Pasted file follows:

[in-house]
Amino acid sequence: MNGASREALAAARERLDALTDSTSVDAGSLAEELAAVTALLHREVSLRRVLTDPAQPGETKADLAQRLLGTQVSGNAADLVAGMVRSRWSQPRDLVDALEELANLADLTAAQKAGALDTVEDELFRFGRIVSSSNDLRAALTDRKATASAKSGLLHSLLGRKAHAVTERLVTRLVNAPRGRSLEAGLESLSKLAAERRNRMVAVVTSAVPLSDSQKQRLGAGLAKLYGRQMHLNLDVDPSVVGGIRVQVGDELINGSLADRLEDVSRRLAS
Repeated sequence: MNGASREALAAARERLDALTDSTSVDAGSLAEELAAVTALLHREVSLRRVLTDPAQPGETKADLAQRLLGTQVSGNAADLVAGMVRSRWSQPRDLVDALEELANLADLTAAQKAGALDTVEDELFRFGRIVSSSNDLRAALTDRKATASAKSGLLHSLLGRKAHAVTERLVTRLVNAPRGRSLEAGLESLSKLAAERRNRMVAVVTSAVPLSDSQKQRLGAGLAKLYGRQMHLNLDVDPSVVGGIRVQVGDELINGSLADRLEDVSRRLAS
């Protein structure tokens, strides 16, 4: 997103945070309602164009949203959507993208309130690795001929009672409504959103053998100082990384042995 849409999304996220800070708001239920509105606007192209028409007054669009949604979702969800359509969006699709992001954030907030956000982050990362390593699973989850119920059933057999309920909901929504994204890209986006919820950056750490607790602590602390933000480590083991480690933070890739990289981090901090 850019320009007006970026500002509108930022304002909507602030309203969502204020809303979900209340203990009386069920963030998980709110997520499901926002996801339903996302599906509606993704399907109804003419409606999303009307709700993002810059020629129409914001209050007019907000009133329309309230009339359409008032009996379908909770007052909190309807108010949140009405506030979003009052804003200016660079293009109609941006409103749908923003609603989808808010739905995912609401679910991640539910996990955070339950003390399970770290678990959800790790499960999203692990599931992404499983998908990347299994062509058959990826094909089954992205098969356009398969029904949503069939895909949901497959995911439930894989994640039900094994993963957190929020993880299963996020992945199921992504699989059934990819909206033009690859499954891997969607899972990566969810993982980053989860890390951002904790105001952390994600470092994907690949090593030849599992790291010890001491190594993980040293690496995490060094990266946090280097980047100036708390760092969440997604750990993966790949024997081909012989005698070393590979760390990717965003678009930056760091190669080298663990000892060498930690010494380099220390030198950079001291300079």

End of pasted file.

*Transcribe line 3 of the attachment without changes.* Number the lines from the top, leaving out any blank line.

Repeated sequence: MNGASREALAAARERLDALTDSTSVDAGSLAEELAAVTALLHREVSLRRVLTDPAQPGETKADLAQRLLGTQVSGNAADLVAGMVRSRWSQPRDLVDALEELANLADLTAAQKAGALDTVEDELFRFGRIVSSSNDLRAALTDRKATASAKSGLLHSLLGRKAHAVTERLVTRLVNAPRGRSLEAGLESLSKLAAERRNRMVAVVTSAVPLSDSQKQRLGAGLAKLYGRQMHLNLDVDPSVVGGIRVQVGDELINGSLADRLEDVSRRLAS